After breakfast, I started reading my Bible chapters for today. As I read about the disciples right after Jesus ascended into Heaven, I began to feel a mixture of peace and excitement. I have been reading out of The Maxwell Leadership Bible. There are a lot of things I want to take the time to type up and share about the life of Jesus.

Prayer Seminars

We got to spend almost two weeks with Dr. Henry as he taught prayer seminars here in Paraguay and in Uruguay. Every seminar was very different and God worked in great and unique ways in each of them.

The song that was sung at the beginning of each seminar was He Decidido Sequir a Cristo (I Have Decided to Follow Jesus). That has always been one of my favorite songs. By the end of the two weeks, we were all singing it without even realizing it.

We really enjoyed the time we got to spend with Dr. Henry during the days. It was fun to hear him talk about all the places in Tennessee that we both know so well. I mentioned where my parents’ church is and he said he loves to eat hushpuppies at The Catfish House in Smyrna. He says they’re the best he’s ever eaten.

When he left Uruguay, he had been gone from home for a month. I’m sure he was so happy to back at home with his wife and all of his family.

Friday, March 19, 2010

Obligation or Obedience?

A friend, who I highly respect as a man of God, once said that oftentimes God gives us a vision and we add so much of our own ideas and plans to it that it no longer looks anything like what God intended for us. He was honest in saying that he and his wife did this to some extent and then God called them to change directions.

Does God give us ideas? Yes. Are they creative? Yes. But not all of our creative ideas are from God nor should all of them be put into action using the name of ministry as an excuse. Ask yourself, does this glorify God? Is this just an excuse for me to look “busy” in my ministry? Does it make a difference in the lives of others? Am I just entertaining others for my own benefit and glory?

These are important questions to ask in any ministry. Whether you’re the pastor of a church where hundreds of people attend each week, with professional-sounding worship, 20 different study groups to choose from, ‘round-the-clock childcare. But the people are hungry for spiritual meat, they’re not growing, they’re not reaching out to the community or even each other.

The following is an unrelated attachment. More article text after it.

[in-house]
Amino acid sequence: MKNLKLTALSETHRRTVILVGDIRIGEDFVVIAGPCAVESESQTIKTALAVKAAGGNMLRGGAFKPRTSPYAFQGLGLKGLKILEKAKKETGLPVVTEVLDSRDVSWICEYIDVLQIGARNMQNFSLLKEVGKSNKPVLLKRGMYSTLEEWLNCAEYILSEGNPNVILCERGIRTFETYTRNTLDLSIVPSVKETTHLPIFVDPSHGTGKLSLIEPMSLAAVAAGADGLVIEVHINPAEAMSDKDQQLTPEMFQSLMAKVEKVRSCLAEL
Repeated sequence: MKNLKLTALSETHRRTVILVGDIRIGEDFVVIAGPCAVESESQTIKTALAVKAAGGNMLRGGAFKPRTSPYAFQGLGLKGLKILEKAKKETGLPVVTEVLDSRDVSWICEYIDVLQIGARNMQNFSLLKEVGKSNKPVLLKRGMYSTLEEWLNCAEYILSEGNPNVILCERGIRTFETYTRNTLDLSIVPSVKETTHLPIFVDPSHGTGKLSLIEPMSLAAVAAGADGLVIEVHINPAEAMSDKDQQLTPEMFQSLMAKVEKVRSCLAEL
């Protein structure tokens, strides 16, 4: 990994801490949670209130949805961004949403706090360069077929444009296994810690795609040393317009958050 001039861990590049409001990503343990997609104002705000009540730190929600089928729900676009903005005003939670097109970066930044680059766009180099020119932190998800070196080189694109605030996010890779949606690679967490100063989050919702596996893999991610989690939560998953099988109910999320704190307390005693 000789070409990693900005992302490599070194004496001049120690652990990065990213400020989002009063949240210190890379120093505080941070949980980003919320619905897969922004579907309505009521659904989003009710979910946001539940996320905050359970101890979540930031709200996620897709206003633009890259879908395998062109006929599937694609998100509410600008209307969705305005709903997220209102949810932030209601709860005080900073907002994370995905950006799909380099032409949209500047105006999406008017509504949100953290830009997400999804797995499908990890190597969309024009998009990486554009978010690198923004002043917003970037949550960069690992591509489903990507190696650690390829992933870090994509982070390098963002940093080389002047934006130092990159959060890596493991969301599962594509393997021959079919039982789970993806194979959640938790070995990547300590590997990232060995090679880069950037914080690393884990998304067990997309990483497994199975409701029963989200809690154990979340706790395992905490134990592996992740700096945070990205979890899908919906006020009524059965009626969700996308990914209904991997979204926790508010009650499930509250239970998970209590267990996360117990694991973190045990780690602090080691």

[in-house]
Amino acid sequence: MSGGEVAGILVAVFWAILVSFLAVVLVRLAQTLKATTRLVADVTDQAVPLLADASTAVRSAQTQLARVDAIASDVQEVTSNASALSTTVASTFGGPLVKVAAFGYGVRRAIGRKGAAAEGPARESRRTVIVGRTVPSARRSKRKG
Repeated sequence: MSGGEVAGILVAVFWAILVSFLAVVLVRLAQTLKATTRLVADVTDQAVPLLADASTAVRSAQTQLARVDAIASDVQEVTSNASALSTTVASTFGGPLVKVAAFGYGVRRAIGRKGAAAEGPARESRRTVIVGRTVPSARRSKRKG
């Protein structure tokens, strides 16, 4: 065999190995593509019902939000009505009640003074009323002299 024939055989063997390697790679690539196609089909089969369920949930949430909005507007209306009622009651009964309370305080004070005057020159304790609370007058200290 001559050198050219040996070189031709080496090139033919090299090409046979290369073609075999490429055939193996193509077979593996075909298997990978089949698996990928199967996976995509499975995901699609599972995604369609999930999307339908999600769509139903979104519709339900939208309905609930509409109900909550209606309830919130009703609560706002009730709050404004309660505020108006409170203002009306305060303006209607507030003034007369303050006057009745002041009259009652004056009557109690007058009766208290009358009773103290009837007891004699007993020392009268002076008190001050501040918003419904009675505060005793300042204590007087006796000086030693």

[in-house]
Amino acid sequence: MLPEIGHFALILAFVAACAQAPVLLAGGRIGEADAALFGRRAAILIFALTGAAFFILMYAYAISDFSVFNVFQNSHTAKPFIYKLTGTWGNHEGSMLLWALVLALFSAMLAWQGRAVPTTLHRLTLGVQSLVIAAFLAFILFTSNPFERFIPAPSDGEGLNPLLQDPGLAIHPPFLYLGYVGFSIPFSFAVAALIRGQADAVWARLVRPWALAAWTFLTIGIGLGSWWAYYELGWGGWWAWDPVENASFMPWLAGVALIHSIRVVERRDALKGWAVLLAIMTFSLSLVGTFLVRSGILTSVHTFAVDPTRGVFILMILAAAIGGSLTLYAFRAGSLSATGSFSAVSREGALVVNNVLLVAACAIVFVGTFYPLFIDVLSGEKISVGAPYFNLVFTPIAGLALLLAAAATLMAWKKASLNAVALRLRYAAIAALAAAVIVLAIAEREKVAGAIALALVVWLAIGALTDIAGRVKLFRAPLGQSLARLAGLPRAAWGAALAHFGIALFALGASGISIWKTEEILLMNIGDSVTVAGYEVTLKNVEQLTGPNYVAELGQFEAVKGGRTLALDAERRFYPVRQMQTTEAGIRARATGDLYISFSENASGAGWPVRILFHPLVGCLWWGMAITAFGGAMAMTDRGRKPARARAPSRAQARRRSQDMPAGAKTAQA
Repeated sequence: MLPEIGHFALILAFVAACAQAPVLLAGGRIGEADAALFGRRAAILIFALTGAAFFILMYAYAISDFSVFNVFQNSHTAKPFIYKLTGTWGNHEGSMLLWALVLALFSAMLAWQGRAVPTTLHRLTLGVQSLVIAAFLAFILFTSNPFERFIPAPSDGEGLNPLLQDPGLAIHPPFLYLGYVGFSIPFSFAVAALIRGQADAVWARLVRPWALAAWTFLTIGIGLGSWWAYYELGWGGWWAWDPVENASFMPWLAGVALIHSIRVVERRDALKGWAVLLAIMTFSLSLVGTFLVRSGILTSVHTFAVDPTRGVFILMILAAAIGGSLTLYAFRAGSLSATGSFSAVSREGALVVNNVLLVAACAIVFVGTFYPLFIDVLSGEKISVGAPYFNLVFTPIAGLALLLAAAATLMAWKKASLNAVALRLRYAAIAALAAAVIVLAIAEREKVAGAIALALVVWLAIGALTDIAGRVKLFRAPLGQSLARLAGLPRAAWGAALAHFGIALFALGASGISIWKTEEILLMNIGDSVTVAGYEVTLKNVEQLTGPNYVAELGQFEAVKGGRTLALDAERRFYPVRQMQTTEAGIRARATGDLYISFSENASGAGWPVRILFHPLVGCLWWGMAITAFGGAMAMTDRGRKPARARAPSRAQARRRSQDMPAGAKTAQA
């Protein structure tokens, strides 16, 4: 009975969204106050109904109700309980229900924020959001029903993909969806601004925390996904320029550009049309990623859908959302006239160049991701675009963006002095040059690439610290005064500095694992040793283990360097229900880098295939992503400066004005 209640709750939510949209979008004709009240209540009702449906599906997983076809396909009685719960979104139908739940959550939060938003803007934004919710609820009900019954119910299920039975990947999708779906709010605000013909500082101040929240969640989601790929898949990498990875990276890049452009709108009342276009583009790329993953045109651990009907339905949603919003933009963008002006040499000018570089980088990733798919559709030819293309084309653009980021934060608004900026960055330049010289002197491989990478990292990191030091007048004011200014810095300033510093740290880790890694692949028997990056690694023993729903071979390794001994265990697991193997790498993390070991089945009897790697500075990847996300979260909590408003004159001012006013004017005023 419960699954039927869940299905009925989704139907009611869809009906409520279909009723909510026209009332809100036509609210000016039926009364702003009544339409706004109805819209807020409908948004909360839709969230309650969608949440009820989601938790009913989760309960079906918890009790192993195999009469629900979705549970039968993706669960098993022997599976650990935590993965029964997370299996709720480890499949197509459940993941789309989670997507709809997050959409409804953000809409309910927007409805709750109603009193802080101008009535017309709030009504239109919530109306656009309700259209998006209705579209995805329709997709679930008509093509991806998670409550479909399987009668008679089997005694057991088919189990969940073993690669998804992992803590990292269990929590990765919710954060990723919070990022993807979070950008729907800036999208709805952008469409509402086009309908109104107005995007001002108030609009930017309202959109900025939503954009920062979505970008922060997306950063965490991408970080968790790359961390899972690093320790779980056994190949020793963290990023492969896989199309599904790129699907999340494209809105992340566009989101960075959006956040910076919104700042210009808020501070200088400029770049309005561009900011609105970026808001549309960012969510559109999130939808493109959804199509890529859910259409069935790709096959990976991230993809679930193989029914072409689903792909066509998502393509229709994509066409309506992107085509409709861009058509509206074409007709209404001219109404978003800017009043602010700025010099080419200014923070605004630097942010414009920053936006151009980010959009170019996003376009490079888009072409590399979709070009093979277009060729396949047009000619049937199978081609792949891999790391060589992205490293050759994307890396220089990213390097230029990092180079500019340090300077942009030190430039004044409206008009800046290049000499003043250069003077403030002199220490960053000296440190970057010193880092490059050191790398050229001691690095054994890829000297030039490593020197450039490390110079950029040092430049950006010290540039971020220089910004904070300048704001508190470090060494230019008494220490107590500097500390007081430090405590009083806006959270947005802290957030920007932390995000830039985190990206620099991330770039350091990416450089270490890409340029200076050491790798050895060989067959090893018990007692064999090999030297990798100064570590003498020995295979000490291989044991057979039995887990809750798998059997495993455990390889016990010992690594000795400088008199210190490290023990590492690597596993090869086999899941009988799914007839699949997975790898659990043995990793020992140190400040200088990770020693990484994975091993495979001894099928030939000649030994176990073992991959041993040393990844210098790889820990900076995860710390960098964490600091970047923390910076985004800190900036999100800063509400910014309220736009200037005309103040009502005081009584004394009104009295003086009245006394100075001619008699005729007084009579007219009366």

Or if you’re a youth minister who buys into every gimmick there is for bringing new youth to your events. The only measure you use to know if the event was a success is, “did they have a good time?” You place your focus on entertainment and fun so you can avoid the work it takes to develop relationships and disciple young men and women.

I think some of these situations occur because so many people take positions they not called by God to take. They fill the position because there’s a need, not because they have a calling, vision, or desire for that particular area. And in some cases, God called them to that ministry long ago and since then has called them to move on to something new. Because they have become so comfortable and secure in their current position of ministry, they refuse to move on to where God is calling them. Both of these will eventually lead to a sense of bitterness toward that ministry because you feel obligated not obedient. God desires obedient over sacrifice. You may sacrifice your whole life for a ministry position you were asked by man to fill but if it was not God who called you to it, He does not care how much you have sacrificed.